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Fall: A time for family and pheasant

When I was a kid, fall was the time of year I looked forward to most. As summer faded and August came to an end, football returned to TV. The leaves would start to change colors. You could start to hope for snow (and snow days!) and, even if they...

Goldammer, Tim (1).JPG
Chef Tim Goldammer, Instructor

When I was a kid, fall was the time of year I looked forward to most. As summer faded and August came to an end, football returned to TV. The leaves would start to change colors. You could start to hope for snow (and snow days!) and, even if they came in October, you didn't hate them. But probably the best part of the fall for me was hunting with my family.

The end of October meant loading all the kids into the car. We could spend hours walking through fields, hoping to find pheasants and other birds. Many of us have the same memories: the joy of getting your first bird, especially if it was bigger than your brother's; taking it home and learning the art of cleaning your prize; trying to get as many of the pellets as you could find because you only need to bite down once to know why that is important.

Delivering the cleaned birds to the kitchen provided the hunter and cook with a lot of different options. My family always attempted to get the most flavor as quickly as possible in the shortest time possible.

I have used my culinary experience to develop a favorite recipe that achieves just that. I hope after a successful day in the fall fields, you will try this option and enjoy time around the table, recounting your hunt with family and friends.

Faisan au Vin (Pheasant in Wine)

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Equipment needed: a slow cooker, insta-pot, or pressure cooker; a skillet, preferably cast iron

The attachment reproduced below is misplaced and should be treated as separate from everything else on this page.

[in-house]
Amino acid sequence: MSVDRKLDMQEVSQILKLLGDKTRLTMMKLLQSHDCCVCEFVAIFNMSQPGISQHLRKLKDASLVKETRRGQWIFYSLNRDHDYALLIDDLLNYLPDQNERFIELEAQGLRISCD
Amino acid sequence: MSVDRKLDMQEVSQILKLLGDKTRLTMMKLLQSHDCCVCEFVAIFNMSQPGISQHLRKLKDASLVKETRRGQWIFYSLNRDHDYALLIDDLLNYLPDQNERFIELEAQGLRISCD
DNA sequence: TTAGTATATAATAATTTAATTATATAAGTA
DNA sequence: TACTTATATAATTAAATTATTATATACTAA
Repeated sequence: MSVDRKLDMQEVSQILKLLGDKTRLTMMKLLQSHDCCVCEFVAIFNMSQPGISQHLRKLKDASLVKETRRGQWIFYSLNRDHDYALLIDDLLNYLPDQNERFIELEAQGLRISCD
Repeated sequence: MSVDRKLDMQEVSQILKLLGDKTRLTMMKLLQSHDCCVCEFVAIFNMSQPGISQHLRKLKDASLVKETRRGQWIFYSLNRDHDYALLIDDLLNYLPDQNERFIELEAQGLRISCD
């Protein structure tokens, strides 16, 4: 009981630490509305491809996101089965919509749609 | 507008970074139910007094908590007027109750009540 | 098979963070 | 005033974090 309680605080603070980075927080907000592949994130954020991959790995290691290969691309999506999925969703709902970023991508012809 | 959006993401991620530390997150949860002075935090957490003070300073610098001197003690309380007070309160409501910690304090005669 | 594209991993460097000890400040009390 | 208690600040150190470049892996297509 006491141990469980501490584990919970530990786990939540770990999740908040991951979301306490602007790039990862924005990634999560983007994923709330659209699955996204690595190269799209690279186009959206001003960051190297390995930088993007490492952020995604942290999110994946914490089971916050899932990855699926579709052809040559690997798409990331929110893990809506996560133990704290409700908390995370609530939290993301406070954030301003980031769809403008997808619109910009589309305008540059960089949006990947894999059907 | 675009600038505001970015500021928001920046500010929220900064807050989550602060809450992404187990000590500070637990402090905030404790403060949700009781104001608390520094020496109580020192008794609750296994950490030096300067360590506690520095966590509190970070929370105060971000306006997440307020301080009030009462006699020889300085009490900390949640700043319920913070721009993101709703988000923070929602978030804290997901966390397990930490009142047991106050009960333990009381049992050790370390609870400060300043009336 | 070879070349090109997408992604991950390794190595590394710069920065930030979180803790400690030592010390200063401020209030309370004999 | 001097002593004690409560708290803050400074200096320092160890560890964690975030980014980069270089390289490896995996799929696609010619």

Ingredients

• 2 pheasants, cleaned and rinsed

• Kosher salt and freshly ground black pepper

• 1/4 cup all-purpose flour

• 4 tablespoons grape seed oil

• 4 tablespoons butter (NOT margarine)

• 1 clove garlic, mashed

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• 1 cup onion, finely chopped into quarter-inch pieces

• 1 cup Riesling or another kind of slightly sweet white wine (Be sure to ask your wife before you take her wine.)

• 1 tablespoon sugar

• 1 small can mushrooms chopped into quarter-inch pieces

• 1 cup vegetable broth

Preparation

1. Quarter the pheasants, cleaning all meat from bones, and cut into 1-inch cubes. (This allows you to get all the shot out.) Lay the meat out evenly across a surface and coat with salt and pepper on all sides.

2. Place your pheasant pieces in the flour, then remove, shaking off excess. (This process is called dredging.)

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3. Heat the grape seed oil and butter together in the skillet over medium heat. Brown your pheasant pieces, stirring and turning frequently. Remove the pheasant from the skillet and place in the cooker.

4. Mash the garlic clove and add it to the skillet juices, add the onion, Riesling, sugar, mushrooms, and broth. Heat to a boil and then reduce heat to medium for five minutes.

5. Pour over the pheasant. At this point, the cooker insert or pressure cooker pot may be cooled down and refrigerated overnight. When you are ready to cook, proceed with the following steps:

6. Slow Cooker: Cook covered for 7 hours on Low setting.

Insta-Pot: Use the "Meat" button and cook for 30 to 40 minutes, depending on the size of your Insta-Pot.

Pressure Cooker: Turn your stove heat on high, cook at pressure for 20 minutes, remove from heat and let pressure release from pan slowly.

Your delicious pheasant is now ready to serve with your favorite rice, potatoes or noodles.

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